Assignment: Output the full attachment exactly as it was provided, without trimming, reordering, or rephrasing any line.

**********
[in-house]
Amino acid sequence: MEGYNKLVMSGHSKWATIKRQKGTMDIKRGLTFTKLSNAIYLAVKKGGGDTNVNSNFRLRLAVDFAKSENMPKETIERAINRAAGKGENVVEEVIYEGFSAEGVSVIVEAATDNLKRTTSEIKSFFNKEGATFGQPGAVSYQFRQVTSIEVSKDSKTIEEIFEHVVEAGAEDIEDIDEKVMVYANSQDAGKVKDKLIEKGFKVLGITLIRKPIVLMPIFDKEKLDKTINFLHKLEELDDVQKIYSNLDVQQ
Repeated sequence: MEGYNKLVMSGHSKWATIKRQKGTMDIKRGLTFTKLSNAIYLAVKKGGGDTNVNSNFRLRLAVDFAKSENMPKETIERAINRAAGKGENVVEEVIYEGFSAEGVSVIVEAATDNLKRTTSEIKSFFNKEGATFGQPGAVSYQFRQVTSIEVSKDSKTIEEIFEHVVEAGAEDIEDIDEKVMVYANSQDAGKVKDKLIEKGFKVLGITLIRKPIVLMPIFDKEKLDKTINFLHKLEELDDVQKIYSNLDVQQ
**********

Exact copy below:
[in-house]
Amino acid sequence: MEGYNKLVMSGHSKWATIKRQKGTMDIKRGLTFTKLSNAIYLAVKKGGGDTNVNSNFRLRLAVDFAKSENMPKETIERAINRAAGKGENVVEEVIYEGFSAEGVSVIVEAATDNLKRTTSEIKSFFNKEGATFGQPGAVSYQFRQVTSIEVSKDSKTIEEIFEHVVEAGAEDIEDIDEKVMVYANSQDAGKVKDKLIEKGFKVLGITLIRKPIVLMPIFDKEKLDKTINFLHKLEELDDVQKIYSNLDVQQ
Repeated sequence: MEGYNKLVMSGHSKWATIKRQKGTMDIKRGLTFTKLSNAIYLAVKKGGGDTNVNSNFRLRLAVDFAKSENMPKETIERAINRAAGKGENVVEEVIYEGFSAEGVSVIVEAATDNLKRTTSEIKSFFNKEGATFGQPGAVSYQFRQVTSIEVSKDSKTIEEIFEHVVEAGAEDIEDIDEKVMVYANSQDAGKVKDKLIEKGFKVLGITLIRKPIVLMPIFDKEKLDKTINFLHKLEELDDVQKIYSNLDVQQ